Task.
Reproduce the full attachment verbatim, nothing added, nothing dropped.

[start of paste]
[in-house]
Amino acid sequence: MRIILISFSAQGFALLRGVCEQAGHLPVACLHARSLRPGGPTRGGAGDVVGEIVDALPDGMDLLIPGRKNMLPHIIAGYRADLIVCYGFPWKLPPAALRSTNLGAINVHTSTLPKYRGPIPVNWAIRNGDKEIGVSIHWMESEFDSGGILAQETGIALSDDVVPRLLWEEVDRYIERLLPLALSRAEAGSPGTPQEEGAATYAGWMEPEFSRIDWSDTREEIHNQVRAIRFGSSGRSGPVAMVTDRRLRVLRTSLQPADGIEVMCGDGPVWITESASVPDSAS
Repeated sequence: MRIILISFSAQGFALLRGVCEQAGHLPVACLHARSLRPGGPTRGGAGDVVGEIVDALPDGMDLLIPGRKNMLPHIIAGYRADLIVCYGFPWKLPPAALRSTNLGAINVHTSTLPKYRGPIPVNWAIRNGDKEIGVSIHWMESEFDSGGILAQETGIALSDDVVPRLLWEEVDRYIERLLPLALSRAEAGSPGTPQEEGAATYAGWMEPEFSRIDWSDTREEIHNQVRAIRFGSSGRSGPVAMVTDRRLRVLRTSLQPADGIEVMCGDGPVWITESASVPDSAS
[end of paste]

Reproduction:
[in-house]
Amino acid sequence: MRIILISFSAQGFALLRGVCEQAGHLPVACLHARSLRPGGPTRGGAGDVVGEIVDALPDGMDLLIPGRKNMLPHIIAGYRADLIVCYGFPWKLPPAALRSTNLGAINVHTSTLPKYRGPIPVNWAIRNGDKEIGVSIHWMESEFDSGGILAQETGIALSDDVVPRLLWEEVDRYIERLLPLALSRAEAGSPGTPQEEGAATYAGWMEPEFSRIDWSDTREEIHNQVRAIRFGSSGRSGPVAMVTDRRLRVLRTSLQPADGIEVMCGDGPVWITESASVPDSAS
Repeated sequence: MRIILISFSAQGFALLRGVCEQAGHLPVACLHARSLRPGGPTRGGAGDVVGEIVDALPDGMDLLIPGRKNMLPHIIAGYRADLIVCYGFPWKLPPAALRSTNLGAINVHTSTLPKYRGPIPVNWAIRNGDKEIGVSIHWMESEFDSGGILAQETGIALSDDVVPRLLWEEVDRYIERLLPLALSRAEAGSPGTPQEEGAATYAGWMEPEFSRIDWSDTREEIHNQVRAIRFGSSGRSGPVAMVTDRRLRVLRTSLQPADGIEVMCGDGPVWITESASVPDSAS